“My gauge each day, in all things, is simply this: Is what I’m choosing (to think, do or say) moving me closer to my Creator or farther away? For this question, I am immensely thankful. It saves me an awful lot of backtracking, worry lines, frustration, angst and apologizing. Today and every day, I give thanks for my ability to exercise power of choice—even when I’ve chosen wrong.”—Richard Wagamese in EMBERS: ONE OJIBWAY’S MEDITATIONS
Years ago I attended a writing workshop led by Richard Wagamese. His process, he told us, was to go for long walks in the hills and tell himself a story out loud as he climbed. When he returned home, he’d write it all down, letting the words pour unto the page. He’d write, he said, until he “started to think.”
When thoughts began to run through his head—”Is that the right word?” or “Should I take that part out?” or “This is the worst thing ever”—it was time to stop.
The words weren’t coming from Source anymore.
At the workshop he invited participants to give him a topic—any topic—so that he could tell us a story. Several times he received his subject, reflected only for a second or two, and then began to speak.
In a miraculous way, he opened himself up to become a channel for story. He surrendered to it. Story unfolded through him, complete and beautiful from beginning to end.
I think of this often, when my hands hover over laptop keys, uncertain. Or when those questions or comments start to circulate. “Does this word belong?” or “Is that part too long?” or “Am I wasting my time with this?”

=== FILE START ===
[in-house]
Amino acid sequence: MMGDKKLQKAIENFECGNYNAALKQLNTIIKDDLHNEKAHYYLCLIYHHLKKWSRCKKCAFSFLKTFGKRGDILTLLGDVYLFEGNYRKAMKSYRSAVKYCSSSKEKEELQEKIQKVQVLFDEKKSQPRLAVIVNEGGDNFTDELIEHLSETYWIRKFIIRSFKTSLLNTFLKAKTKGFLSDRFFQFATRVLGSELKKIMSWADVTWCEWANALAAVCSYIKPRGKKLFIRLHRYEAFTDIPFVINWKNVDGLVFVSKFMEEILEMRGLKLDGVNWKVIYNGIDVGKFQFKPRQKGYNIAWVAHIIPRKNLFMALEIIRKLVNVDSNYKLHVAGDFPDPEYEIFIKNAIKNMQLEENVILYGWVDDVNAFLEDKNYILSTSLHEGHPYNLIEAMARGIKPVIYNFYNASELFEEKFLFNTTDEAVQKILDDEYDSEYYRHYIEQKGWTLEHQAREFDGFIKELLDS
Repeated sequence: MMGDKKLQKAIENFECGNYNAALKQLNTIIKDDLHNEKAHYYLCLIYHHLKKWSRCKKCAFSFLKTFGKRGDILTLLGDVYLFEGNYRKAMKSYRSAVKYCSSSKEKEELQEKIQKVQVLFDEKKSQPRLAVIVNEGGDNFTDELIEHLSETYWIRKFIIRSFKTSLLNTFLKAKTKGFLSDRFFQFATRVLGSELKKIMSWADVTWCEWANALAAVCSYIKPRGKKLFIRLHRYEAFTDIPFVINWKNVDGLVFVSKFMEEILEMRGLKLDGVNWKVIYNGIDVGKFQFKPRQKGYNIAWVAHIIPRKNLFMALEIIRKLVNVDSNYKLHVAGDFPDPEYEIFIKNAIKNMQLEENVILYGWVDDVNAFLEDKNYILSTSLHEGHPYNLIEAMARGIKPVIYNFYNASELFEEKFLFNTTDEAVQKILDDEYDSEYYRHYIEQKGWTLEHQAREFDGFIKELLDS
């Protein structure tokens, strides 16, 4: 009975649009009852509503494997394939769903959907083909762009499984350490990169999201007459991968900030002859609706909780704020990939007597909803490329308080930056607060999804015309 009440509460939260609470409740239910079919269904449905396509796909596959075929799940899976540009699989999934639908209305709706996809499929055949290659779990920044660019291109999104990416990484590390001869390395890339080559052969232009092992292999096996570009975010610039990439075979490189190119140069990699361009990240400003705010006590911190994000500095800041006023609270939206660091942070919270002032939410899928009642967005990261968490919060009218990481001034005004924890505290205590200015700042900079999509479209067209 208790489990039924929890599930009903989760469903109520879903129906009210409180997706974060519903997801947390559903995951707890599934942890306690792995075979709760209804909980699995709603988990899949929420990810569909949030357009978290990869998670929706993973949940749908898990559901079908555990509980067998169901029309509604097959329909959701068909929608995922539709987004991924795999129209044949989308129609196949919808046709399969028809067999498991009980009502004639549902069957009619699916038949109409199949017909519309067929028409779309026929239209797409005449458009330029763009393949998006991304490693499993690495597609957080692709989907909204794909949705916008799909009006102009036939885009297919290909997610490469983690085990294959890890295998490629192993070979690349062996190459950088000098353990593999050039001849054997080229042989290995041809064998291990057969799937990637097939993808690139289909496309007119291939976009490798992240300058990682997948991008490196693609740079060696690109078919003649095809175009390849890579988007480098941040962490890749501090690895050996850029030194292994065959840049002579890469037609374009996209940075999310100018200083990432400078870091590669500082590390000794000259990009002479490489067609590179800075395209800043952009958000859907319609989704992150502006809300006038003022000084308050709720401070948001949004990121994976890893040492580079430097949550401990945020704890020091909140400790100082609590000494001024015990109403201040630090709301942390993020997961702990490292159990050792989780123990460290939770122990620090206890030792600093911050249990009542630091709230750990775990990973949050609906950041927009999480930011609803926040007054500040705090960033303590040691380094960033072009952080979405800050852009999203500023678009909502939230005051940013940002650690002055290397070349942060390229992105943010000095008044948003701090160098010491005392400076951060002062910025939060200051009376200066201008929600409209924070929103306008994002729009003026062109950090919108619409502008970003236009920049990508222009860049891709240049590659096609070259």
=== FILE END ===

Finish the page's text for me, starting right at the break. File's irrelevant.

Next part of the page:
I’m no Richard Wagamese, but I try to recreate what he showed to me that day, not only in writing, but in day-to-day life. For stories or for difficult decisions, I try to open, to surrender, and to allow the unfolding.
When I manage it, even a little, I’m surprised by how complete and beautiful it all turns out, from beginning to end.
And when I start to think, I stop.
Letting it flow works for me too.
It works! I really enjoy your posts.
These are powerful words, Arlene. And I especially liked your observation, “For stories or for difficult decisions, I try to open, to surrender, and to allow the unfolding.” I like the idea of being a channel of creativity, which is what you (and Wagamese) are illustrating.
Thanks for all this! 😀
Artists of all kinds, including writers, have talked about how their art comes through them instead of from them. Sometimes we have to get out of our own way.
To me, it reminded of what Seneca said about “There is nothing so wretched or foolish as to anticipate misfortunes. What madness it is in your expecting evil before it arrives!” With the idea of overthinking and over-worrying about things that, for the most part, will never happen, and wasting one’s time and one’s creativity spinning. Great advice to stop being our own worst enemies…
Once again, it has taken me too long to reply to your comment. My life is spinning a little too quickly these days, it seems. I like this connection with overthinking in the worrying and anxiety-creating kind of way. We are so often our own worst enemies.
“And when I start to think, I stop.” Sounds like the kind of advice I can use. I overthink just about everything. I could get out of my own way, couldn’t I?
Just keep on doing what you’re doing. It’s working very, very well.
Thank you. I appreciate you telling me that.